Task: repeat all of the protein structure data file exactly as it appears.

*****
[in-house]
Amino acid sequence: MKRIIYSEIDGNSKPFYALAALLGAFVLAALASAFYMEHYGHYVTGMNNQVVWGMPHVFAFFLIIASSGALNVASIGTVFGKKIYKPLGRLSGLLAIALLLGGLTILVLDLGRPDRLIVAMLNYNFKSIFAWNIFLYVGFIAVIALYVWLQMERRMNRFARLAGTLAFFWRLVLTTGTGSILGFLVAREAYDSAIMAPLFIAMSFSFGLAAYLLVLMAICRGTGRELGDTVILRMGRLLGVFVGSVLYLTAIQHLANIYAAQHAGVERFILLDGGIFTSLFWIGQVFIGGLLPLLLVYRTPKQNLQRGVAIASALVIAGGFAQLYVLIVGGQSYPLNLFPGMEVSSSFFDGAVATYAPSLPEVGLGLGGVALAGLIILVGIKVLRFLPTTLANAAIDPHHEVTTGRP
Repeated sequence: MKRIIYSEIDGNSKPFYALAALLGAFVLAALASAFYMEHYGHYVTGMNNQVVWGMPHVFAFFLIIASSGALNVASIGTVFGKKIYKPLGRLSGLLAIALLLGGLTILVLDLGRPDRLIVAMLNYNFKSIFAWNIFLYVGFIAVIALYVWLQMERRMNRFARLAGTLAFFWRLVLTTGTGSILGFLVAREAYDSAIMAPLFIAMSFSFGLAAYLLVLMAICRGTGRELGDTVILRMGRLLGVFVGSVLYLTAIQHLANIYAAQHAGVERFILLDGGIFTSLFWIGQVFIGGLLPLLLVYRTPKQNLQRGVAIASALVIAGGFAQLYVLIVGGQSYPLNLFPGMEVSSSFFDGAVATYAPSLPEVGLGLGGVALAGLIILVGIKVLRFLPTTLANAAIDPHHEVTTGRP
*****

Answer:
[in-house]
Amino acid sequence: MKRIIYSEIDGNSKPFYALAALLGAFVLAALASAFYMEHYGHYVTGMNNQVVWGMPHVFAFFLIIASSGALNVASIGTVFGKKIYKPLGRLSGLLAIALLLGGLTILVLDLGRPDRLIVAMLNYNFKSIFAWNIFLYVGFIAVIALYVWLQMERRMNRFARLAGTLAFFWRLVLTTGTGSILGFLVAREAYDSAIMAPLFIAMSFSFGLAAYLLVLMAICRGTGRELGDTVILRMGRLLGVFVGSVLYLTAIQHLANIYAAQHAGVERFILLDGGIFTSLFWIGQVFIGGLLPLLLVYRTPKQNLQRGVAIASALVIAGGFAQLYVLIVGGQSYPLNLFPGMEVSSSFFDGAVATYAPSLPEVGLGLGGVALAGLIILVGIKVLRFLPTTLANAAIDPHHEVTTGRP
Repeated sequence: MKRIIYSEIDGNSKPFYALAALLGAFVLAALASAFYMEHYGHYVTGMNNQVVWGMPHVFAFFLIIASSGALNVASIGTVFGKKIYKPLGRLSGLLAIALLLGGLTILVLDLGRPDRLIVAMLNYNFKSIFAWNIFLYVGFIAVIALYVWLQMERRMNRFARLAGTLAFFWRLVLTTGTGSILGFLVAREAYDSAIMAPLFIAMSFSFGLAAYLLVLMAICRGTGRELGDTVILRMGRLLGVFVGSVLYLTAIQHLANIYAAQHAGVERFILLDGGIFTSLFWIGQVFIGGLLPLLLVYRTPKQNLQRGVAIASALVIAGGFAQLYVLIVGGQSYPLNLFPGMEVSSSFFDGAVATYAPSLPEVGLGLGGVALAGLIILVGIKVLRFLPTTLANAAIDPHHEVTTGRP